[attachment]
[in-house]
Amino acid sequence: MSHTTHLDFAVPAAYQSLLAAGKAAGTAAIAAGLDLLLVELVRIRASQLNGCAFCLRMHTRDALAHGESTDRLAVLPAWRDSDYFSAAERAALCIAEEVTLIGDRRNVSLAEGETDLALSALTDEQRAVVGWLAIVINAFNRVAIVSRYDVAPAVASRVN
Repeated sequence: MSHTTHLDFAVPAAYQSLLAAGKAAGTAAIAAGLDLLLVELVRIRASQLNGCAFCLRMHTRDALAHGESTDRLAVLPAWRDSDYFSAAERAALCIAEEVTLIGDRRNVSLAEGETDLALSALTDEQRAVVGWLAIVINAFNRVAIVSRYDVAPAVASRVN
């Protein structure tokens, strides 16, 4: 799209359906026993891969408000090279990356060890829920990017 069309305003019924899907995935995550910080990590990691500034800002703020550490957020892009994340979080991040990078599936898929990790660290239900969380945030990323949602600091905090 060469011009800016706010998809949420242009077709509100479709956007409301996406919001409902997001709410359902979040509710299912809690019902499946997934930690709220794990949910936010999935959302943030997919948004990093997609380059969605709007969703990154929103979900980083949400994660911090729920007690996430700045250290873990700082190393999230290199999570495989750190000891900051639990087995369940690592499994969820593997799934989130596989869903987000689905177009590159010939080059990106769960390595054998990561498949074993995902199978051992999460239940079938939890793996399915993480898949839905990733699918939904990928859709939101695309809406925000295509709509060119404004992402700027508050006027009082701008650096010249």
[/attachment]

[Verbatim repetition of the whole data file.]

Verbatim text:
[in-house]
Amino acid sequence: MSHTTHLDFAVPAAYQSLLAAGKAAGTAAIAAGLDLLLVELVRIRASQLNGCAFCLRMHTRDALAHGESTDRLAVLPAWRDSDYFSAAERAALCIAEEVTLIGDRRNVSLAEGETDLALSALTDEQRAVVGWLAIVINAFNRVAIVSRYDVAPAVASRVN
Repeated sequence: MSHTTHLDFAVPAAYQSLLAAGKAAGTAAIAAGLDLLLVELVRIRASQLNGCAFCLRMHTRDALAHGESTDRLAVLPAWRDSDYFSAAERAALCIAEEVTLIGDRRNVSLAEGETDLALSALTDEQRAVVGWLAIVINAFNRVAIVSRYDVAPAVASRVN
């Protein structure tokens, strides 16, 4: 799209359906026993891969408000090279990356060890829920990017 069309305003019924899907995935995550910080990590990691500034800002703020550490957020892009994340979080991040990078599936898929990790660290239900969380945030990323949602600091905090 060469011009800016706010998809949420242009077709509100479709956007409301996406919001409902997001709410359902979040509710299912809690019902499946997934930690709220794990949910936010999935959302943030997919948004990093997609380059969605709007969703990154929103979900980083949400994660911090729920007690996430700045250290873990700082190393999230290199999570495989750190000891900051639990087995369940690592499994969820593997799934989130596989869903987000689905177009590159010939080059990106769960390595054998990561498949074993995902199978051992999460239940079938939890793996399915993480898949839905990733699918939904990928859709939101695309809406925000295509709509060119404004992402700027508050006027009082701008650096010249």